When I first began noticing reviews for 31 Bond Street , by Ellen Horan, they plot description didn’t really catch my eye. But then I noticed it was based on a true Victorian crime, and at that point I knew I had to read it. Victorian true crime novels are so interesting to me—one of my favorites ever is Death at the Priory: Love, Sex and Murder in Victorian England , by James Ruddick (if you haven’t read it, I urge you to get a copy!)—so I had little doubt that I would appreciate and enjoy 31 Bond Street .
Dr Harvey Burdell is a dentist living on Bond Street when he is discovered brutally murdered one morning. Honestly, he’s not the nicest guy, but citizens are outraged. Such a savage crime is not supposed to happen to the members of the upper echelon of society, so the murder is big news around the city. Meanwhile, Emma Cunningham is a widower boarding with Dr Burdell, along with her two teenaged daughters. She immediately comes under suspicion and is charged with murdering Dr Burdell. She swears upon her innocence and even proffers up a marriage certificate between her and Dr Burdell dated a few weeks previously, but that only adds more fuel to the fire and she is put on trial for murder. The justice system not being what it is now, it appears almost certain that she will be tried and convicted, with the punishment being death.
Henry Clinton, a local lawyer, immediately offers to represent Emma, despite the ramifications it has on his professional life. He quickly becomes enmeshed in the case, despite the fact that he has some reservations as to whether Emma is really innocent as she proclaims. Nevertheless, he is determined that she be given a fair trial and works doggedly to help her case.
Emma is portrayed innocently, in my opinion. As a reader, I never really considered her as the murderer. I don’t know if that was Horan’s intention or not—I never knew for sure
obviously, as the killer was revealed at the end of the book (I won’t spoil it by saying who the killer was, and whether or not it was Emma), but given the evidence about the real Emma Cunningham, I would have expected her character in the book to have been portrayed a little differently.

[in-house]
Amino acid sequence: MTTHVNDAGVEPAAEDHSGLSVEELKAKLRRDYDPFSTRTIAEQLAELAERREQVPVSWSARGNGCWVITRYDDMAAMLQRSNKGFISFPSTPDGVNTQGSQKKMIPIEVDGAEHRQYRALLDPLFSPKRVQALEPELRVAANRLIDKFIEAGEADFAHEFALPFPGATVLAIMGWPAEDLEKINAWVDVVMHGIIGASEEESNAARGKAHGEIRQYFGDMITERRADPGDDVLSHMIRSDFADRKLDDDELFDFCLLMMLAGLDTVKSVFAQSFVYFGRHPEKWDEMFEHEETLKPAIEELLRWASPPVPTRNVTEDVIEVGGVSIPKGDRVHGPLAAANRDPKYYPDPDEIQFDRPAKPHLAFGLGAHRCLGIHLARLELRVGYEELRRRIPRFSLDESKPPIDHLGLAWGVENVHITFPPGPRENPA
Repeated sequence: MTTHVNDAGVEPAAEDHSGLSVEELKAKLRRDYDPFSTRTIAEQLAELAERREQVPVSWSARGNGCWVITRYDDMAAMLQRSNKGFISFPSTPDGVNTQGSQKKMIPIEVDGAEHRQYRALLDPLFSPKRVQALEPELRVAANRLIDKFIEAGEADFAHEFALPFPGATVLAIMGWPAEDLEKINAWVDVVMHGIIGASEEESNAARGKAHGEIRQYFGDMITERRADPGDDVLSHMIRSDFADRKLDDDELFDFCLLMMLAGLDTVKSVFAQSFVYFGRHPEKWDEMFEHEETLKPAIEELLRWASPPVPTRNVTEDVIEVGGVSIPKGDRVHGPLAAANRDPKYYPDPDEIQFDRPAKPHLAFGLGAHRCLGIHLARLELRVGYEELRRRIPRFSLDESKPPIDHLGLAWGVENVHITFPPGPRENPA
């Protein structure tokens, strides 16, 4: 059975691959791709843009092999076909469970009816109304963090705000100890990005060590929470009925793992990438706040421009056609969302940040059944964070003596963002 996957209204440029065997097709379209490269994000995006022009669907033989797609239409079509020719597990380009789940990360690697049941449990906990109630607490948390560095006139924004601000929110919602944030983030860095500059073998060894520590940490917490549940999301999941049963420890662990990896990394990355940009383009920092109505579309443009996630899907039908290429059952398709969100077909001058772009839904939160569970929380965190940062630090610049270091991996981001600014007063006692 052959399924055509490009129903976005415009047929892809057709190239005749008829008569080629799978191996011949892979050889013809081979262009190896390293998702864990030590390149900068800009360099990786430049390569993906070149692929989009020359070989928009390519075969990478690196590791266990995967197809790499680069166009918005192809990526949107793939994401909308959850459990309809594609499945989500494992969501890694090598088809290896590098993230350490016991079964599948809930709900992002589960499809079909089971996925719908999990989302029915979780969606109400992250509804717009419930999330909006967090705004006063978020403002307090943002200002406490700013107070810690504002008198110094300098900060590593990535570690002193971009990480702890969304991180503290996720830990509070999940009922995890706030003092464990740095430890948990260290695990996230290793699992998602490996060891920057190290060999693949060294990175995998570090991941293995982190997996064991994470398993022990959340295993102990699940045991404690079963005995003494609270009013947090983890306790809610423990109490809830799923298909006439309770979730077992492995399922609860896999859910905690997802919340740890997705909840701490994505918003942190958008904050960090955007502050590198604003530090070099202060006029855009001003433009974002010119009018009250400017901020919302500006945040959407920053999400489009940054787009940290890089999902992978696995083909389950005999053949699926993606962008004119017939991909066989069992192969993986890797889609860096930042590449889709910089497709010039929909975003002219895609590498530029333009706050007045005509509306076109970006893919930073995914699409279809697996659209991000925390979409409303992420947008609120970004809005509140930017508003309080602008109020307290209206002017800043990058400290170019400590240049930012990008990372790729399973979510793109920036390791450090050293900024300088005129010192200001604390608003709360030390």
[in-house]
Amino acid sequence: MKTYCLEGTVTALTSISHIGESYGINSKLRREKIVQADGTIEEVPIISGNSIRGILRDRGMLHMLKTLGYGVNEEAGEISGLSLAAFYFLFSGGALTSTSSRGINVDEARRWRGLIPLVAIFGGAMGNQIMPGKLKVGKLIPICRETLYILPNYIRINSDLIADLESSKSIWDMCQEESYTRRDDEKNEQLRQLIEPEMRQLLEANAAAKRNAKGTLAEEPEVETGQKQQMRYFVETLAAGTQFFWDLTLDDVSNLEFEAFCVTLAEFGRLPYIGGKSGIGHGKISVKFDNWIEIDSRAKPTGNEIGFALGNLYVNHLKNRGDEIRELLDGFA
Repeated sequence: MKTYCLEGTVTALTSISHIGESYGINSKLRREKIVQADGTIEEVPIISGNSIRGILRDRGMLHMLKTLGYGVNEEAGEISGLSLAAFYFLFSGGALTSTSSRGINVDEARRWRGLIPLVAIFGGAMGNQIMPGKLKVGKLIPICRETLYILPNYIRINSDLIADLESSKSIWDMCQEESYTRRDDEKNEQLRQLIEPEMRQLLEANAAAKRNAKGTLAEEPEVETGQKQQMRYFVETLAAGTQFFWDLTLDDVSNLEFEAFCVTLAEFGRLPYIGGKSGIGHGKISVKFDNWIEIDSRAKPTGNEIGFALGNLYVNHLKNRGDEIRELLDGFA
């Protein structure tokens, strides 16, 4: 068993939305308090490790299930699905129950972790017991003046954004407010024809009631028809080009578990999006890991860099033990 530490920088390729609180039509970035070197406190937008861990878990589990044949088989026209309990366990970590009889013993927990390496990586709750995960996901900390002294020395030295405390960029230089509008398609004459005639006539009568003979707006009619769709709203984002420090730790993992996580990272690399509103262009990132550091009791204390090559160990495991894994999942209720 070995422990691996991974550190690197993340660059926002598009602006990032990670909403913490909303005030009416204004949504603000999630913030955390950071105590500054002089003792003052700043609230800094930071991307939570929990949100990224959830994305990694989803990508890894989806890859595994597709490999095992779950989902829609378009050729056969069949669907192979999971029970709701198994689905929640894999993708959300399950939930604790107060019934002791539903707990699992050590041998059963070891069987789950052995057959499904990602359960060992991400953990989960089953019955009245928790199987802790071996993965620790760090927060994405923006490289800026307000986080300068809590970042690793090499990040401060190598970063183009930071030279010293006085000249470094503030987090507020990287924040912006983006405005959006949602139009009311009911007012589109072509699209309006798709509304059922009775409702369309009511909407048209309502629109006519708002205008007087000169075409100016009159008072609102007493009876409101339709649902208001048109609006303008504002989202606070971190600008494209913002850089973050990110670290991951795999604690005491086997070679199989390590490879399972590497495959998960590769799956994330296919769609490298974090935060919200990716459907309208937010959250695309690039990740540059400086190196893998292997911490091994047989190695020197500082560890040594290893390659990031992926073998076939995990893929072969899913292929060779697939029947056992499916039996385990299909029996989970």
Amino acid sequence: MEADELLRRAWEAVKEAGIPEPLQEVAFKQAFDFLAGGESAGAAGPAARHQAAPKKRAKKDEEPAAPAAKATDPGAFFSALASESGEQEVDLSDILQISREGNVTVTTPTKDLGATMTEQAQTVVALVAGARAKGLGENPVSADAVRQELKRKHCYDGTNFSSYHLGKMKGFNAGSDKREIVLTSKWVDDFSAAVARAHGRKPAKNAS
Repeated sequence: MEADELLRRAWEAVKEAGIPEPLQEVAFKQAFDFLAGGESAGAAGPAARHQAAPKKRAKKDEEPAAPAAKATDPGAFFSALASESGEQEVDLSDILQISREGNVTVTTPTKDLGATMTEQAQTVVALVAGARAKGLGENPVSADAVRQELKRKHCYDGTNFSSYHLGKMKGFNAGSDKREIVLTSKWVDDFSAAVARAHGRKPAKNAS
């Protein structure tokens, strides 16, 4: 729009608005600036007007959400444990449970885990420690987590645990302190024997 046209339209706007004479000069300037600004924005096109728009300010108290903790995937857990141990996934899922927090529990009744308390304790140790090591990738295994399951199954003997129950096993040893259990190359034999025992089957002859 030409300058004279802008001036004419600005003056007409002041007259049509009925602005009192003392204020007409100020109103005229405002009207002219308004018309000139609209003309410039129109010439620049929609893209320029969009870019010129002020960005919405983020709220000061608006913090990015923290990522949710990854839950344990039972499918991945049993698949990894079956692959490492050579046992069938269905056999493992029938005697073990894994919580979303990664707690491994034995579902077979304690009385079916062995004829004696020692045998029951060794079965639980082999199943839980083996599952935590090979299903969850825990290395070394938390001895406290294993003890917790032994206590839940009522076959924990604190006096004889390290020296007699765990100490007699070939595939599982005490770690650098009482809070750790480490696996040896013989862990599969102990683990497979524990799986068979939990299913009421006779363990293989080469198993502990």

I don’t know if I really appreciated the end of the book. It didn’t seem plausible to me and, after reading about the actual Burdell murder case, I wish Horan had stayed more true to the facts. In reality, no murderer was ever caught in regards to the murder of Dr Burdell. I understand why Horan would have wanted to have an actual murder pinpointed in her book—who wants to read a mystery that remains unsolved. So I can get over the fact that she made someone up. After all, it is a novel, so she can do what she wants! What I didn’t understand is that the case was even juicier than what Horan chose to include in 31 Bond Street . For instance, Emma claimed to pregnant after Burdell died. She was accused of stuffing pillows up her dress and was eventually caught in her scam when someone witnessed a nun delivering a baby to her door after the trial was over. Emma was forced to fess up—apparently she had paid $1,000 to adopt the baby in order to keep up with her hoax. After that, she was forced to drop her claim for Burdell’s estate.
I understand that maybe Horan just wished to streamline the story a little bit, so she left all that out, but geez—that would have made for some good reading! Regardless of what I discovered after I finished the book though, I still enjoyed it immensely. I did find Horan’s writing to be a bit juvenile at times, but it didn’t take away from the story and the way she constructed it. I devoured this book as fast as I could and I would definitely recommend it to others.
I borrowed this book from my local library.